Forbes bell

Fort Vredeburg Museum, Yogyakarta

This bell was recovered from the Forbes, a shipwreck discovered off the coast of Belitung Island in the Karimata Strait of Indonesia. The waters where the shipwreck was found are a maritime crossroad where trading ships coming from the Straits of Malacca, the Gulf of Thailand and the South China Sea entered the Java Sea.

An ill-fated voyage

The Forbes was a merchant ship belonging to Forbes & Company, a company from Kolkata, India. On its fateful last voyage, the Forbes sailed from Kolkata to the Sulu region, Philippines, on 5 April 1806. The ship was carrying a cargo of opium, textiles and iron. In addition to trade, the ship was also involved in privateering, engaging in maritime warfare against the Dutch under a commission of war. On 11 September 1806, the Forbes sank in the waters of East Belitung while travelling back to Kolkata.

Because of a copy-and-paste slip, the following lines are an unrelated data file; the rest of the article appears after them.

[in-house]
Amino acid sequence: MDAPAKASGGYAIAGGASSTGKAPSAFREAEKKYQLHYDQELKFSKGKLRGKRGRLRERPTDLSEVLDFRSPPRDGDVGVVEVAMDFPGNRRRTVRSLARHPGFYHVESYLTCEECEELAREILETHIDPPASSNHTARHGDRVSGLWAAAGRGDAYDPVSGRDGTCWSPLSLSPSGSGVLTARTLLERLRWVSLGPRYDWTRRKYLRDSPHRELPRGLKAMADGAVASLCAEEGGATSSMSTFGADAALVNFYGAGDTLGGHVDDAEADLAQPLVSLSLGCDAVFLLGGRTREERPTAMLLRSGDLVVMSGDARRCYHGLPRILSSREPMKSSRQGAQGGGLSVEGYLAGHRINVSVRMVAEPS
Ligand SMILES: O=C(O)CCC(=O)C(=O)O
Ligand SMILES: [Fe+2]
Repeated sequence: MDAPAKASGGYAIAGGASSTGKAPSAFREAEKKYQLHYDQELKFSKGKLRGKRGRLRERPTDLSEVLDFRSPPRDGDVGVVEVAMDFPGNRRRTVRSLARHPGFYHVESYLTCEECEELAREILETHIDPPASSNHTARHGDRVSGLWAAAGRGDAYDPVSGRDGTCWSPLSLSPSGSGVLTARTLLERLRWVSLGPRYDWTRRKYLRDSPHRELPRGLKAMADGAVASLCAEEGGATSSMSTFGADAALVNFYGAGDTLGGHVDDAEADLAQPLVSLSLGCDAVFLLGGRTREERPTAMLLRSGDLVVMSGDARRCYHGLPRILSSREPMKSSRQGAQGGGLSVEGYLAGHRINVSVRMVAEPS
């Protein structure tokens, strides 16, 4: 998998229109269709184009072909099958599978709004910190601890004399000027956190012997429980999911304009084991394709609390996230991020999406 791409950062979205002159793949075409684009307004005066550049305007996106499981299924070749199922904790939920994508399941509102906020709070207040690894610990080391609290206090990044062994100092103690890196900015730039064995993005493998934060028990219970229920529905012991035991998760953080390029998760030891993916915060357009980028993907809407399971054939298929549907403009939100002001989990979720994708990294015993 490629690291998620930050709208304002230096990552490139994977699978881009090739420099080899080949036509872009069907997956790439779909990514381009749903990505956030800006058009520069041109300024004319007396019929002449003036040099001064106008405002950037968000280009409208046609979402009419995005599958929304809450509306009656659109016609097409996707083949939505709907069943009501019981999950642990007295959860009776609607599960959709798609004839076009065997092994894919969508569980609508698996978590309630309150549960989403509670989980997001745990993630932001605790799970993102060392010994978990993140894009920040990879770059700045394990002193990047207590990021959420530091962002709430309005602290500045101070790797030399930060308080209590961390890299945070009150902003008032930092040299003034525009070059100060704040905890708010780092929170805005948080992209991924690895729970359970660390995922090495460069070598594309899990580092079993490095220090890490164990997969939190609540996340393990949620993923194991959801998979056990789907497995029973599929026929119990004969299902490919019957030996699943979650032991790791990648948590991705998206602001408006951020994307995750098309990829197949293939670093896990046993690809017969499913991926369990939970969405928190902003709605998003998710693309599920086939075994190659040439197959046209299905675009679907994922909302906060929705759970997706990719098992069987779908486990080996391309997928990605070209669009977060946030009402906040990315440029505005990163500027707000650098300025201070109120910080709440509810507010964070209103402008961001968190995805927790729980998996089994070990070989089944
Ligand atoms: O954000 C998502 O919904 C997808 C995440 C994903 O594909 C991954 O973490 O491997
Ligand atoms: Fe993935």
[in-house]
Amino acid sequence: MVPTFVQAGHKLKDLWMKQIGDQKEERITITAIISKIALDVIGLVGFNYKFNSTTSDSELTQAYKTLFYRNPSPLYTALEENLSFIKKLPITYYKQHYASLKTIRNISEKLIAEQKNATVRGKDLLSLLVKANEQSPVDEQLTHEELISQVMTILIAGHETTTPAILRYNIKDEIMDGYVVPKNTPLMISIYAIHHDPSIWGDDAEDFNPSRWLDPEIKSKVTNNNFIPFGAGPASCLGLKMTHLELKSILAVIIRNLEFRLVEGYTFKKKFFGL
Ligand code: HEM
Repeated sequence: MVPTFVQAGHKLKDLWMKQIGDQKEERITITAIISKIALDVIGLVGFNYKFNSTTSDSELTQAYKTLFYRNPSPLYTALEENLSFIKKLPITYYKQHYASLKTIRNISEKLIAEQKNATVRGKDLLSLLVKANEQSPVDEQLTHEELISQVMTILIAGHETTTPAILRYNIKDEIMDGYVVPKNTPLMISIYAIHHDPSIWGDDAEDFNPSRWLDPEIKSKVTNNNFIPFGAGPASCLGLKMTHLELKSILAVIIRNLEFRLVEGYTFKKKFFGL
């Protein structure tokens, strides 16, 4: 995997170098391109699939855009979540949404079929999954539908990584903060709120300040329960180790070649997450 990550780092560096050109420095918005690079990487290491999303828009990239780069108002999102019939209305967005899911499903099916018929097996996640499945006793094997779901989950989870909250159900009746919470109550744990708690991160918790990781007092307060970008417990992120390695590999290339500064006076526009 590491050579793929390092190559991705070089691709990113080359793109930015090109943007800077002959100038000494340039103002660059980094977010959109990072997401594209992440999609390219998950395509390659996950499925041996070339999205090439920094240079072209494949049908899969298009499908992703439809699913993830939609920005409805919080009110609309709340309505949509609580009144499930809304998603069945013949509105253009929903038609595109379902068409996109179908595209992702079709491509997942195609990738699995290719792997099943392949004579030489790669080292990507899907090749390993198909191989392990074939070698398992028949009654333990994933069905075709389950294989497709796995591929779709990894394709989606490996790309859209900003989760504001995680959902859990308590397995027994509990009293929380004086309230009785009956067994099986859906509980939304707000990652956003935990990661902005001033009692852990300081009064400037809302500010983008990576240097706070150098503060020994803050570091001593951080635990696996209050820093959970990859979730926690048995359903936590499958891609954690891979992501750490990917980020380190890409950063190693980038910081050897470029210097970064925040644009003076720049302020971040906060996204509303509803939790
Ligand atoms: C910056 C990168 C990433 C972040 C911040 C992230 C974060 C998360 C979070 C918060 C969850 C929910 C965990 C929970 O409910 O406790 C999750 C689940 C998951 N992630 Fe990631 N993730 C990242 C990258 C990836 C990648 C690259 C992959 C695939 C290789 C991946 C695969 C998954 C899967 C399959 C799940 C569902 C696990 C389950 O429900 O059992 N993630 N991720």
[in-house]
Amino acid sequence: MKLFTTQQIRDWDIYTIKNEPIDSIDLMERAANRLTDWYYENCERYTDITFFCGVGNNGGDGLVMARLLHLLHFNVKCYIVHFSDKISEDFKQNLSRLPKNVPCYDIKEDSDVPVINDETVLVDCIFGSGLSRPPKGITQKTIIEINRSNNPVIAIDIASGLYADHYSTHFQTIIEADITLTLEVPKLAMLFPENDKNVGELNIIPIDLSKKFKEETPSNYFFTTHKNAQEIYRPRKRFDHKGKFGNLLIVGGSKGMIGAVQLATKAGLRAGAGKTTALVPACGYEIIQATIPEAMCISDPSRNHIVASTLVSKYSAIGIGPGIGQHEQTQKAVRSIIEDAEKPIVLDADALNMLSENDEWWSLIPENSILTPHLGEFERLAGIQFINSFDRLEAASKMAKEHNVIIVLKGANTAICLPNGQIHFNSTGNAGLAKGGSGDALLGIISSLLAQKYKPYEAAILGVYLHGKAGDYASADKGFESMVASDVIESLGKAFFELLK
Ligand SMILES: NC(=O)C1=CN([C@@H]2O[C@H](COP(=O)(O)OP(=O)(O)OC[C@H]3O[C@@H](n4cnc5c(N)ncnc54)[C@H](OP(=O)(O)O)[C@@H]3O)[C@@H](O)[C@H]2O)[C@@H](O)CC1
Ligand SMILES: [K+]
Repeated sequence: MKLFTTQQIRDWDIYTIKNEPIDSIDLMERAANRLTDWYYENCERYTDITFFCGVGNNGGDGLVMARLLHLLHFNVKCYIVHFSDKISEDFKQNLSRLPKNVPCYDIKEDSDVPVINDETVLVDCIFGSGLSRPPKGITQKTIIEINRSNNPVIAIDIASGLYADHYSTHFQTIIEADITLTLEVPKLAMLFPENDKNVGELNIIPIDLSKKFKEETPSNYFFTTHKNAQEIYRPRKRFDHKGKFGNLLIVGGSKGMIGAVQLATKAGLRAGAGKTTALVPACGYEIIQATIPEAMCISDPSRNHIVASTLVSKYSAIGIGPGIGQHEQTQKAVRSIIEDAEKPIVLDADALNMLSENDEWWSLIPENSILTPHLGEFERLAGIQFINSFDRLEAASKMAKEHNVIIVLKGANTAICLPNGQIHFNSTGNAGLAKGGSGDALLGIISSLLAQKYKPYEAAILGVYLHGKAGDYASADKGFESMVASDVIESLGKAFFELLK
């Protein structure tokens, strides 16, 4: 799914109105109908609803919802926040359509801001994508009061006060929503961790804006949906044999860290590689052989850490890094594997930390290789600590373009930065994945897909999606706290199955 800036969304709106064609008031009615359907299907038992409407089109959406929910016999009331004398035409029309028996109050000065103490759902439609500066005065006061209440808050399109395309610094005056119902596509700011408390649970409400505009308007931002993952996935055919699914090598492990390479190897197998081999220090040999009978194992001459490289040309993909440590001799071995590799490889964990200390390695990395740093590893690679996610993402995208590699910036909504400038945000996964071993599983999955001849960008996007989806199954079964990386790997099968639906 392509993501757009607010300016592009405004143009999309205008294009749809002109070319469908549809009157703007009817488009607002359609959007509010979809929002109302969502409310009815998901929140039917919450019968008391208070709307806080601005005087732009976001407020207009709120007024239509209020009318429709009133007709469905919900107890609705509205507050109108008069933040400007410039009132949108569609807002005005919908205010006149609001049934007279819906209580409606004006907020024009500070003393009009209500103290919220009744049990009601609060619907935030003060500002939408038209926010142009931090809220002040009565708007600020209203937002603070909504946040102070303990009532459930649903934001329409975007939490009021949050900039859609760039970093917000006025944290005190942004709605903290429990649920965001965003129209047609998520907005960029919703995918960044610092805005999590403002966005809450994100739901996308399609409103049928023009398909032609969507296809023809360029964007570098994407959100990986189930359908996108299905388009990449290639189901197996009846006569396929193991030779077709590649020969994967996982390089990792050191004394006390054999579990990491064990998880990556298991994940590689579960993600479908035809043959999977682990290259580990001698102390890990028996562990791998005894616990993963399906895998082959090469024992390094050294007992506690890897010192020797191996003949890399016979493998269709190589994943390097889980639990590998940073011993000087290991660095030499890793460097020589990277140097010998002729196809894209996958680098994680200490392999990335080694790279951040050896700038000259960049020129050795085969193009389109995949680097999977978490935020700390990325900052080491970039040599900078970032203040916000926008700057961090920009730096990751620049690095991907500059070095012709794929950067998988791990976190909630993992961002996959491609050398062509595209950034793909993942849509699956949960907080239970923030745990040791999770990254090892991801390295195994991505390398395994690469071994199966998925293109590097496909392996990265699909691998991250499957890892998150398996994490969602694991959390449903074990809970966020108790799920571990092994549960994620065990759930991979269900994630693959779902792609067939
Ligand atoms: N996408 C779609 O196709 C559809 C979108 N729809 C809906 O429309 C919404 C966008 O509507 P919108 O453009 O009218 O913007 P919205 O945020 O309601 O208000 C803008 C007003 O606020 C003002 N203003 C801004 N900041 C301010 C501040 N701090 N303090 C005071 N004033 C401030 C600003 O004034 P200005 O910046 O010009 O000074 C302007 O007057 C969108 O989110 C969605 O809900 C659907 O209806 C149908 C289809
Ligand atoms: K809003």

Made of bronze using a lost-wax casting technique, the physical condition of the bell is relatively intact considering that it was under the sea for hundreds of years. The year 1802 is embossed on the bell, indicating when the ship was constructed. Ship bells are usually used to warn when another ship is approaching, when the ship is in danger, or as a signal for those on board. The bell was recovered along with a cannon and silver Spanish Dollars.

Pythagora Yuliana Purwanti from the Fort Vredeburg Museum, Yogyakarta, shares the significance of the Forbes ship bell.